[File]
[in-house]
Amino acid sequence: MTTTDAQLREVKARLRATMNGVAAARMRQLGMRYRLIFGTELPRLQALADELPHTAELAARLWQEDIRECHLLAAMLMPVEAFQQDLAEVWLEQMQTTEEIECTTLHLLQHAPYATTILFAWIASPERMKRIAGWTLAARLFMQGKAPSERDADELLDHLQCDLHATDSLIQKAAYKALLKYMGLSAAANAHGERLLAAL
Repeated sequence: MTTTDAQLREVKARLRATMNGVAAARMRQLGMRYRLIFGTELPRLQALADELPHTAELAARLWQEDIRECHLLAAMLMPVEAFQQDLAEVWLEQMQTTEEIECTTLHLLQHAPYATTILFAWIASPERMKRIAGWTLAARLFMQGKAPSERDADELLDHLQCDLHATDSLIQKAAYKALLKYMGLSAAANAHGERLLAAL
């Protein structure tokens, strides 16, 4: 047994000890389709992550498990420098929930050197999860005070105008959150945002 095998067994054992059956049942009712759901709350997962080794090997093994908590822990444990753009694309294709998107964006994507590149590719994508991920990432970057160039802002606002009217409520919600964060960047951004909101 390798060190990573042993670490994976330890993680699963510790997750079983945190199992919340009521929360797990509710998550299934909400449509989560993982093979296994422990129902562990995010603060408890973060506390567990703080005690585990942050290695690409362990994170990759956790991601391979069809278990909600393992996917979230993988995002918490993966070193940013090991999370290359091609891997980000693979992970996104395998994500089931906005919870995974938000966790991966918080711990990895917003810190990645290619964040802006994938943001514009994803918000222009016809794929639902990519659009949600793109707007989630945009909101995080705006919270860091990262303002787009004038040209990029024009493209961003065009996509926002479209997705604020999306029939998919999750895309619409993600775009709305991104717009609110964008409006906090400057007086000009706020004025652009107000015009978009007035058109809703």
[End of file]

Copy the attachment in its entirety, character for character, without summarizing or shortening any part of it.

[in-house]
Amino acid sequence: MTTTDAQLREVKARLRATMNGVAAARMRQLGMRYRLIFGTELPRLQALADELPHTAELAARLWQEDIRECHLLAAMLMPVEAFQQDLAEVWLEQMQTTEEIECTTLHLLQHAPYATTILFAWIASPERMKRIAGWTLAARLFMQGKAPSERDADELLDHLQCDLHATDSLIQKAAYKALLKYMGLSAAANAHGERLLAAL
Repeated sequence: MTTTDAQLREVKARLRATMNGVAAARMRQLGMRYRLIFGTELPRLQALADELPHTAELAARLWQEDIRECHLLAAMLMPVEAFQQDLAEVWLEQMQTTEEIECTTLHLLQHAPYATTILFAWIASPERMKRIAGWTLAARLFMQGKAPSERDADELLDHLQCDLHATDSLIQKAAYKALLKYMGLSAAANAHGERLLAAL
């Protein structure tokens, strides 16, 4: 047994000890389709992550498990420098929930050197999860005070105008959150945002 095998067994054992059956049942009712759901709350997962080794090997093994908590822990444990753009694309294709998107964006994507590149590719994508991920990432970057160039802002606002009217409520919600964060960047951004909101 390798060190990573042993670490994976330890993680699963510790997750079983945190199992919340009521929360797990509710998550299934909400449509989560993982093979296994422990129902562990995010603060408890973060506390567990703080005690585990942050290695690409362990994170990759956790991601391979069809278990909600393992996917979230993988995002918490993966070193940013090991999370290359091609891997980000693979992970996104395998994500089931906005919870995974938000966790991966918080711990990895917003810190990645290619964040802006994938943001514009994803918000222009016809794929639902990519659009949600793109707007989630945009909101995080705006919270860091990262303002787009004038040209990029024009493209961003065009996509926002479209997705604020999306029939998919999750895309619409993600775009709305991104717009609110964008409006906090400057007086000009706020004025652009107000015009978009007035058109809703």